Feeds

T-Mobile US boss: Hey, FTC! We didn't make THAT much from 'bogus premium texts'

Legere brands watchdog's claims 'incredibly overstated'

Website security in corporate America

The head of T-Mobile US is refuting claims from the Federal Trade Commission (FTC) that his company made huge revenues from allowing customers to be flooded with expensive text messages.

CEO John Legere said his cell network never bagged the "hundreds of millions of dollars" that the commission claims it did when people were signed up and charged for premium-rate services without their knowledge or permission.

"Despite the exaggeration of the FTC, this was neither a big nor important business for us, and their financial claims are incredibly overstated," Legere said in a rebuttal to the FTC's filing of a complaint.

"Additionally, those third-party content business operators are pretty much out of business."

The US watchdog earlier this week accused T-Mobile of allowing users to be signed up and continuously charged monthly rates for the premium SMS services, from which T-Mobile received a 30 to 40 percent cut.

The FTC said it will be seeking to recoup the money and return the funds to customers; lawyers for the FTC have said that the payout would likely be millions of dollars. And T-Mobile US could face additional fines from the Federal Communications Commission pending that watchdog's investigation into the matter.

Legere noted that his company discontinued all premium SMS services in 2013 and now offers users a refund program where charges from third-party companies can be disputed.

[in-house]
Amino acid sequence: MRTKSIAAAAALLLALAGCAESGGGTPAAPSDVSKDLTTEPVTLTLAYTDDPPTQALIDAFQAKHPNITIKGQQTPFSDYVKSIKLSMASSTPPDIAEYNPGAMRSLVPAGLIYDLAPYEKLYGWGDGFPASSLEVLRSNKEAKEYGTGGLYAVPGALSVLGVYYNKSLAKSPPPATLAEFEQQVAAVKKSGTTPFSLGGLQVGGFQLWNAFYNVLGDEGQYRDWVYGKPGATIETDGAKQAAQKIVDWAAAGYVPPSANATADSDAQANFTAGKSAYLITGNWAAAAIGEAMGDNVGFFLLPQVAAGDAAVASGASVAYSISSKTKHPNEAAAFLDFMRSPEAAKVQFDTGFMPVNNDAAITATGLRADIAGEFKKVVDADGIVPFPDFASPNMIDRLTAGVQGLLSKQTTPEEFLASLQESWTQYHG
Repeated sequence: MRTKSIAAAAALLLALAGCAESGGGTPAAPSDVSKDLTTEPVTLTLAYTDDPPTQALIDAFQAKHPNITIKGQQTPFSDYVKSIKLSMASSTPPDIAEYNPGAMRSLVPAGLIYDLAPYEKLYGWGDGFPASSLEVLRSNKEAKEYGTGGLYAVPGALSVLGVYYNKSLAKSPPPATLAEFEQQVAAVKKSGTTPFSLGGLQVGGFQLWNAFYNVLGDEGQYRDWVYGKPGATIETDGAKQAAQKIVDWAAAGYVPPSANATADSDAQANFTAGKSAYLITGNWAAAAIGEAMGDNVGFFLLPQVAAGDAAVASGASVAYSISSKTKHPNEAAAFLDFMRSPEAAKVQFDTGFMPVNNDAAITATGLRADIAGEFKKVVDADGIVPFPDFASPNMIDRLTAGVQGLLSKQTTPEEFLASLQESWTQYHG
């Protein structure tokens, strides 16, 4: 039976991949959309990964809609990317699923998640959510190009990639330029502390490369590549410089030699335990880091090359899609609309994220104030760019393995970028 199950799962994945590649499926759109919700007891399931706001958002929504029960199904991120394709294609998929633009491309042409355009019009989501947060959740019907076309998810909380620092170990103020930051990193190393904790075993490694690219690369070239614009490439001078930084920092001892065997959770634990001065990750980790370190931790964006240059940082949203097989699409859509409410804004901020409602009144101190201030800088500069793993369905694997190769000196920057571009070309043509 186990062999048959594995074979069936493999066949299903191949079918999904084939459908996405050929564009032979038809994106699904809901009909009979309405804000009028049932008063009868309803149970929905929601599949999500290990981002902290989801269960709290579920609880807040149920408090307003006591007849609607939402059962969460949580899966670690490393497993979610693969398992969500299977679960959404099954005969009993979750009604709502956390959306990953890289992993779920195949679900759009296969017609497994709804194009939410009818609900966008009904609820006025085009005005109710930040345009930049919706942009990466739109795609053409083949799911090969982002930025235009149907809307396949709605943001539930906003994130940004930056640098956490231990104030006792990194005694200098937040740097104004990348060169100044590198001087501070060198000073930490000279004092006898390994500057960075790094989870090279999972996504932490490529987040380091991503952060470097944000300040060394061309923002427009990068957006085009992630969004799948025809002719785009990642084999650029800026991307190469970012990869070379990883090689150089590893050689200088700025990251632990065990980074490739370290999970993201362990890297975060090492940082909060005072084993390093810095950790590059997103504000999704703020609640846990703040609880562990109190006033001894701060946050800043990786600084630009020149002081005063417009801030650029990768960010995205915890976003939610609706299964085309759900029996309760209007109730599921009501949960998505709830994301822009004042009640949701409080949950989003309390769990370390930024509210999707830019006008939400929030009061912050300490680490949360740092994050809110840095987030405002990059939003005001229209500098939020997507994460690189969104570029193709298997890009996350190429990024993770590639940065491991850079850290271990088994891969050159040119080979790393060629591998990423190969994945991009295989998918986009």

Never one to mince words, Legere claims that the FTC's action was the work of lobbyists representing competitors irked by the company's aggressive 'Uncarrier' campaign.

"You all know I can rant about injustice for a long time, but this weeks’ commentary has been sensational and created confusion for our customers and for my employees," Legere said.

"I had to make sure the truth was heard loud and clear." ®

Internet Security Threat Report 2014

More from The Register

next story
Brit telcos warn Scots that voting Yes could lead to HEFTY bills
BT and Co: Independence vote likely to mean 'increased costs'
Phones 4u slips into administration after EE cuts ties with Brit mobe retailer
More than 5,500 jobs could be axed if rescue mission fails
New 'Cosmos' browser surfs the net by TXT alone
No data plan? No WiFi? No worries ... except sluggish download speed
Radio hams can encrypt, in emergencies, says Ofcom
Consultation promises new spectrum and hints at relaxed licence conditions
Google+ GOING, GOING ... ? Newbie Gmailers no longer forced into mandatory ID slurp
Mountain View distances itself from lame 'network thingy'
ISPs' post-net-neutrality world is built on 'bribes' says Tim Berners-Lee
Father of the worldwide web is extremely peeved over pay-per-packet-type plans
Vodafone to buy 140 Phones 4u stores from stricken retailer
887 jobs 'preserved' in the process, says administrator PwC
Bonking with Apple has POUNDED mobe operators' wallets
... into submission. Weve squeals, ditches payment plans
Drag queens: Oh, don't be so bitchy, Facebook! Let us use our stage names
Handbags at dawn over free content ad network's ID policy
prev story

Whitepapers

Secure remote control for conventional and virtual desktops
Balancing user privacy and privileged access, in accordance with compliance frameworks and legislation. Evaluating any potential remote control choice.
WIN a very cool portable ZX Spectrum
Win a one-off portable Spectrum built by legendary hardware hacker Ben Heck
Storage capacity and performance optimization at Mizuno USA
Mizuno USA turn to Tegile storage technology to solve both their SAN and backup issues.
High Performance for All
While HPC is not new, it has traditionally been seen as a specialist area – is it now geared up to meet more mainstream requirements?
The next step in data security
With recent increased privacy concerns and computers becoming more powerful, the chance of hackers being able to crack smaller-sized RSA keys increases.